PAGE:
A United Nations (UN) committee has passed a resolution on the right to privacy, and will now ask the General Assembly, and its member nations, to enshrine citizens' right to privacy.
The Social, Humanitarian and Cultural Committee briefly debated a need for more privacy before passing its suggestions for a resolution.
The UN is reacting to revelations about government snooping and surveillance, and follows a UK parliament request for addition powers in this area.
"The Committee would have the General Assembly call upon all states to respect and protect the right to privacy, including in the context of digital communication," said the UN in a document outlining its resolutions.
"States would also be called upon to take measures to put an end to violations of those rights. There was no doubt that states had human rights obligations while conducting surveillance activities outside their borders."
The recommendations of the committee will now go forward to the UN General Assembly.
Rights group Privacy International is hoping for a positive outcome. "This resolution comes just hours after the release of a report by [the ISC] which suggested that internet companies should snoop through user data for the authorities," the group said.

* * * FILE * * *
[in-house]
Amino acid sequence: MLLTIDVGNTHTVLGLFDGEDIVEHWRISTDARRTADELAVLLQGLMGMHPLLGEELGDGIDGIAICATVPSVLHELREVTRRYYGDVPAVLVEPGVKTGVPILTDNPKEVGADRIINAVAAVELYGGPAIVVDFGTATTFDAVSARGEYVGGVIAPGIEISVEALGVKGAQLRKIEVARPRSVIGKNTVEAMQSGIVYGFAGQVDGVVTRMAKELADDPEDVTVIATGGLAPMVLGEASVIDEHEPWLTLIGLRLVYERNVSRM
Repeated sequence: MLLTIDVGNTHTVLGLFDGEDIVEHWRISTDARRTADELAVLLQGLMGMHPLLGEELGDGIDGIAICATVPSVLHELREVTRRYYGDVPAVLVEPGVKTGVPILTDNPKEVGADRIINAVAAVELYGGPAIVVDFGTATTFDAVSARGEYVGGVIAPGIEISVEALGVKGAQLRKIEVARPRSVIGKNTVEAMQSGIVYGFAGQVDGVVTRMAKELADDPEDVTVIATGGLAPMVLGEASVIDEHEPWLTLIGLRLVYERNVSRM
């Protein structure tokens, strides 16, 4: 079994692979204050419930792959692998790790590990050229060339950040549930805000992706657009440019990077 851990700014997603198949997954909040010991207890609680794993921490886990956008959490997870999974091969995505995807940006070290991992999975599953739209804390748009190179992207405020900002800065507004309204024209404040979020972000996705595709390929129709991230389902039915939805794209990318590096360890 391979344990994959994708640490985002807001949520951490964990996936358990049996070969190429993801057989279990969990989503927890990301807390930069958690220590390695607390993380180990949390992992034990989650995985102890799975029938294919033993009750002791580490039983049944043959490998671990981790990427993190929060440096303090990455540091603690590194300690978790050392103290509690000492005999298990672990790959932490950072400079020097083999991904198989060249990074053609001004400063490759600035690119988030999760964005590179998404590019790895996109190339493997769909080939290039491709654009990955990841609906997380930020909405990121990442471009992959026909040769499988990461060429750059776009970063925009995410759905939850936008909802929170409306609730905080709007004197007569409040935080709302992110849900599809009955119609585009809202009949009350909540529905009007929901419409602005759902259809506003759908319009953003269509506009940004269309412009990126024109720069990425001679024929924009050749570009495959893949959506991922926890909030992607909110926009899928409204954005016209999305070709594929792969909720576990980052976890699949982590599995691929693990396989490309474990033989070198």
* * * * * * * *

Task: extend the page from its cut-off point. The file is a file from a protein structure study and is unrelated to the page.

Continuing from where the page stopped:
"The resolution adopted today pushes back against this idea, stating that states must respect the right to privacy when they require disclosure of personal data from companies, as well as when they intercept digital communications of individuals or collect personal data."
Various parties have called on governments to be more open about surveillance regimes. Privacy International said that the UN intervention could finally provide this openness.
"Concretely, the resolution calls on states to review their procedures, practices and legislation regarding surveillance to ensure that they are in line with their obligations under human rights law," the group added.
"[They must also] establish independent and effective oversight mechanisms over state surveillance practices, and provide effective remedy to those individuals whose right to privacy has been violated by unlawful or arbitrary surveillance."
However, with the UK government seeking more powers to monitor web users, it remains to be seen whether it will be one of those agreeing to adopt the motion.
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